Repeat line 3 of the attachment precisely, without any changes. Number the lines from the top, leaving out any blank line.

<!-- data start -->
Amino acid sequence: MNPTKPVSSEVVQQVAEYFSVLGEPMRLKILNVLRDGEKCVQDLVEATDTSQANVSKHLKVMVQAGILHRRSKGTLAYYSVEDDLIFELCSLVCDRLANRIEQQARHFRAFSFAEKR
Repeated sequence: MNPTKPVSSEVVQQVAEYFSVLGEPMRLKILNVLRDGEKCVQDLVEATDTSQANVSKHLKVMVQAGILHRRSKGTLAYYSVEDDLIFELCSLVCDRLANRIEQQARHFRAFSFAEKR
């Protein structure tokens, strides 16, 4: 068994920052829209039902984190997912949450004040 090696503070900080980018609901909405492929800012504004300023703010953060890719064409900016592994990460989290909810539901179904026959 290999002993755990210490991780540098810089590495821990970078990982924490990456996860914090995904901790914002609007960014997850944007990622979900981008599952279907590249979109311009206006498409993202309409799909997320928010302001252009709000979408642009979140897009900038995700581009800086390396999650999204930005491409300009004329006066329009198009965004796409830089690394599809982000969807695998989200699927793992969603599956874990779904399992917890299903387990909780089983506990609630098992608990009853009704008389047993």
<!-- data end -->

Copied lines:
């Protein structure tokens, strides 16, 4: 068994920052829209039902984190997912949450004040 090696503070900080980018609901909405492929800012504004300023703010953060890719064409900016592994990460989290909810539901179904026959 290999002993755990210490991780540098810089590495821990970078990982924490990456996860914090995904901790914002609007960014997850944007990622979900981008599952279907590249979109311009206006498409993202309409799909997320928010302001252009709000979408642009979140897009900038995700581009800086390396999650999204930005491409300009004329006066329009198009965004796409830089690394599809982000969807695998989200699927793992969603599956874990779904399992917890299903387990909780089983506990609630098992608990009853009704008389047993």